A potentially damaging depression is approaching the west coast of the USA today, and forecasters have suggested that it might have a sting jet associated with it. Severe Weather Europe have put together a report on the depression, including many charts and figures. The storm is expected to produce severe winds, high waves and extreme snow fall.
What is a sting jet?
A sting jet is an isolated area of particularly strong and damaging wind. A jet of fast-moving, cold, dry air descends from higher in the atmosphere, accelerating as it descends and hits the ground near the centre of the depression.
Where do sting jets occur?
Sting jets are found in depressions which are slightly different to the classical ‘Norwegian model’ of depressions. In depressions with sting jets, there is a gap or fracture between the fronts, which has led to them also being known as ‘the poisonous tail of the bent-back occlusion’.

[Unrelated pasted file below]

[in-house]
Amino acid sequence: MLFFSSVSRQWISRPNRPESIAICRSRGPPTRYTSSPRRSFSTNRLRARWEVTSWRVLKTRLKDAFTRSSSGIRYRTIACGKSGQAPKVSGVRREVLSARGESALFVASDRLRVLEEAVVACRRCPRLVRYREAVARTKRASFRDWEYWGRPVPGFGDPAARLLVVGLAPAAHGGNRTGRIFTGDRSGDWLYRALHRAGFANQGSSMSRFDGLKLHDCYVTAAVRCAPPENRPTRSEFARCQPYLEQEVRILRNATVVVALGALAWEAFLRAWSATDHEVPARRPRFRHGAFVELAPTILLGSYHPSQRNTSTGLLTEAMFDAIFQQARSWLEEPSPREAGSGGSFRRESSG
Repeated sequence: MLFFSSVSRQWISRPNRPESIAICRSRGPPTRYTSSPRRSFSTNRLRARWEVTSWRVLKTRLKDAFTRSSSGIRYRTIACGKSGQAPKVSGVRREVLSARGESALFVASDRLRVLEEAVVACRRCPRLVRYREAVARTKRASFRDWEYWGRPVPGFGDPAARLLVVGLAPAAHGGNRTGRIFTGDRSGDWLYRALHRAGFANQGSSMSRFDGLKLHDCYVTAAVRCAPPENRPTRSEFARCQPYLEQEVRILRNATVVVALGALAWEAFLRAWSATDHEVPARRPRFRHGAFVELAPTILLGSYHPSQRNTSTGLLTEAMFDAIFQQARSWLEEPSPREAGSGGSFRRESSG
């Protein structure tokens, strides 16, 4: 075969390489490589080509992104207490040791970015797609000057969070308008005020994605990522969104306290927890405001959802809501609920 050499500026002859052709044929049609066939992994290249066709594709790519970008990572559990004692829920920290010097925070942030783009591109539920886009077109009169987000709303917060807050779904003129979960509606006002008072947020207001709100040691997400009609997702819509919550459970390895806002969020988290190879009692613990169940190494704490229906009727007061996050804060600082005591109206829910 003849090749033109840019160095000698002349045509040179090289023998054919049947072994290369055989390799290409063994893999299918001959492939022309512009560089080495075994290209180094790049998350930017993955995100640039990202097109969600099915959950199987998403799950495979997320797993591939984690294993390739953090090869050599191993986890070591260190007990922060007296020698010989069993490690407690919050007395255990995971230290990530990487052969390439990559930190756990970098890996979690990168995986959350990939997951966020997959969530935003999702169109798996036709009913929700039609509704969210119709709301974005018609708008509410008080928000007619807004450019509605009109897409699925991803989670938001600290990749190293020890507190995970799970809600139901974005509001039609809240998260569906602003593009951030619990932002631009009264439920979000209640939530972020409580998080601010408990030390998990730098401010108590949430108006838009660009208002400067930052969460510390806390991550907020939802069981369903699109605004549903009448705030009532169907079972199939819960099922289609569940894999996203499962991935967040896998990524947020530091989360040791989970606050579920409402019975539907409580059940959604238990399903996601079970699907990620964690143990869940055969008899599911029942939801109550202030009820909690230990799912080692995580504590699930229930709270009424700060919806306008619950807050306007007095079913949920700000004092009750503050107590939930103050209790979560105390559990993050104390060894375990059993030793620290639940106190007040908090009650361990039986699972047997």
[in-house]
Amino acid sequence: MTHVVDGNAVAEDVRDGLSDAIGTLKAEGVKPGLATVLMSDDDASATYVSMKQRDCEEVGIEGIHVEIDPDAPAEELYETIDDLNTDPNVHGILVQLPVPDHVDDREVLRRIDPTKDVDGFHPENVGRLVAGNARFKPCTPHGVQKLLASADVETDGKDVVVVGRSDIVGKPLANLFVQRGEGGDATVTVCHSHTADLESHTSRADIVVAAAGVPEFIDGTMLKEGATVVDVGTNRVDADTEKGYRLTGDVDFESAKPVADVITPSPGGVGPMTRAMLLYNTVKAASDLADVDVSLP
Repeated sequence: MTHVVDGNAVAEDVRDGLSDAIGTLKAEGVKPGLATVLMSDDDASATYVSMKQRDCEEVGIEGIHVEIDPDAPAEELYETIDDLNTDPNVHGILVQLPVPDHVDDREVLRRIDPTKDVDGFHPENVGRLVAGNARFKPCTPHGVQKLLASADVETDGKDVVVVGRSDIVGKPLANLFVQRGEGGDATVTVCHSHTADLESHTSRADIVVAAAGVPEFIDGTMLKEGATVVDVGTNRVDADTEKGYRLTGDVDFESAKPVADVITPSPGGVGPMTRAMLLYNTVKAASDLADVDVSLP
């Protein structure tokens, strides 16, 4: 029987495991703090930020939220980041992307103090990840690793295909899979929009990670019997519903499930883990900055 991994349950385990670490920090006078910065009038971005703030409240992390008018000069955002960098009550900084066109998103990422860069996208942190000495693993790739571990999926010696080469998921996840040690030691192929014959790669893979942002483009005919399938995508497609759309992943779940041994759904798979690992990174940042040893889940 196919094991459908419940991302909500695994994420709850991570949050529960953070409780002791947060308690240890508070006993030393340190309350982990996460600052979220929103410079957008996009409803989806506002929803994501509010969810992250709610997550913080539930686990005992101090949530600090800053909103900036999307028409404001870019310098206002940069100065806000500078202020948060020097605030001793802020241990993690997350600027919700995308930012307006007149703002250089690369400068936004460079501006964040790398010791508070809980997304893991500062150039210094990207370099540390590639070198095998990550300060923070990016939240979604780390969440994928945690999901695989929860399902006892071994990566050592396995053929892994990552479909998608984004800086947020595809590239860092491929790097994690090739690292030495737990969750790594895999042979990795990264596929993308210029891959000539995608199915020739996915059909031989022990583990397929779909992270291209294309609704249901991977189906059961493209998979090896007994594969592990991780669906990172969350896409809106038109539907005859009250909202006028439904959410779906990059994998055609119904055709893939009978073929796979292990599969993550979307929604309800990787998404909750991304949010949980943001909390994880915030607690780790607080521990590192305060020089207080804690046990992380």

Why haven't you heard of a sting jet before?
Sting jets are an area of active research, becoming part of weather forecasts as our understanding of them improves. It is only in recent years that atmospheric observations and computers have been good enough to allow meteorologists to observe and study sting jets. The first sting jet to be identified retrospectively occurred in the October 1987 storm which battered the south of the UK. 32 of the 100 most intense storms between 1993 and 2013 were also associated with them, as were at least 6 of the 12 major storms which hit the UK in the winter of 2013/2014, causing widespread flooding and damage. You can read more about it in this article in Weather magazine.